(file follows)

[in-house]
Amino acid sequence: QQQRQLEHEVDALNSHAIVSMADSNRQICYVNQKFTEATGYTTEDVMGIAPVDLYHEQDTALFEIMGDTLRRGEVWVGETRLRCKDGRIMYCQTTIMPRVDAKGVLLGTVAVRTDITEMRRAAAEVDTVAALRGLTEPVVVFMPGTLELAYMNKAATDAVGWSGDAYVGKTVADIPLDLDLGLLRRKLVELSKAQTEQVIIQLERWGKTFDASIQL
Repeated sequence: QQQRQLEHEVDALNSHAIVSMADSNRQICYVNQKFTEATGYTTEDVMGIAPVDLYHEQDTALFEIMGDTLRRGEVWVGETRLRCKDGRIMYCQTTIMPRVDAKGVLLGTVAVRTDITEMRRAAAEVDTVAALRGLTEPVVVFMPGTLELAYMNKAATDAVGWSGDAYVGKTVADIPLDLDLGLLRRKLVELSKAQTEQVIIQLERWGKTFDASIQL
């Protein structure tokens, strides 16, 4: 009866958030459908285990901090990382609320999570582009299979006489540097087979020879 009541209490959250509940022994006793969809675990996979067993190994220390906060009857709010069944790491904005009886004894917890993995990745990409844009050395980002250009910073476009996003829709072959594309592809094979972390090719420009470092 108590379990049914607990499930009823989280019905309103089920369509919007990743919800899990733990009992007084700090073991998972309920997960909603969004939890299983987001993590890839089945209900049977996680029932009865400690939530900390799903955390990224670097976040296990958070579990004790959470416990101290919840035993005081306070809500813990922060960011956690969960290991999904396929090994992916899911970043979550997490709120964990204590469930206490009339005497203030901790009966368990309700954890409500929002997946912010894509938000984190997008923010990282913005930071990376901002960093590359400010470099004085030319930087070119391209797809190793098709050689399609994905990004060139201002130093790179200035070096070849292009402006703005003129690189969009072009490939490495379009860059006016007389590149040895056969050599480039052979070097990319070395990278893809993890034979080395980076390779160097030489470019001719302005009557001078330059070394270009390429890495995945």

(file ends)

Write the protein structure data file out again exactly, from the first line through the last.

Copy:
[in-house]
Amino acid sequence: QQQRQLEHEVDALNSHAIVSMADSNRQICYVNQKFTEATGYTTEDVMGIAPVDLYHEQDTALFEIMGDTLRRGEVWVGETRLRCKDGRIMYCQTTIMPRVDAKGVLLGTVAVRTDITEMRRAAAEVDTVAALRGLTEPVVVFMPGTLELAYMNKAATDAVGWSGDAYVGKTVADIPLDLDLGLLRRKLVELSKAQTEQVIIQLERWGKTFDASIQL
Repeated sequence: QQQRQLEHEVDALNSHAIVSMADSNRQICYVNQKFTEATGYTTEDVMGIAPVDLYHEQDTALFEIMGDTLRRGEVWVGETRLRCKDGRIMYCQTTIMPRVDAKGVLLGTVAVRTDITEMRRAAAEVDTVAALRGLTEPVVVFMPGTLELAYMNKAATDAVGWSGDAYVGKTVADIPLDLDLGLLRRKLVELSKAQTEQVIIQLERWGKTFDASIQL
């Protein structure tokens, strides 16, 4: 009866958030459908285990901090990382609320999570582009299979006489540097087979020879 009541209490959250509940022994006793969809675990996979067993190994220390906060009857709010069944790491904005009886004894917890993995990745990409844009050395980002250009910073476009996003829709072959594309592809094979972390090719420009470092 108590379990049914607990499930009823989280019905309103089920369509919007990743919800899990733990009992007084700090073991998972309920997960909603969004939890299983987001993590890839089945209900049977996680029932009865400690939530900390799903955390990224670097976040296990958070579990004790959470416990101290919840035993005081306070809500813990922060960011956690969960290991999904396929090994992916899911970043979550997490709120964990204590469930206490009339005497203030901790009966368990309700954890409500929002997946912010894509938000984190997008923010990282913005930071990376901002960093590359400010470099004085030319930087070119391209797809190793098709050689399609994905990004060139201002130093790179200035070096070849292009402006703005003129690189969009072009490939490495379009860059006016007389590149040895056969050599480039052979070097990319070395990278893809993890034979080395980076390779160097030489470019001719302005009557001078330059070394270009390429890495995945």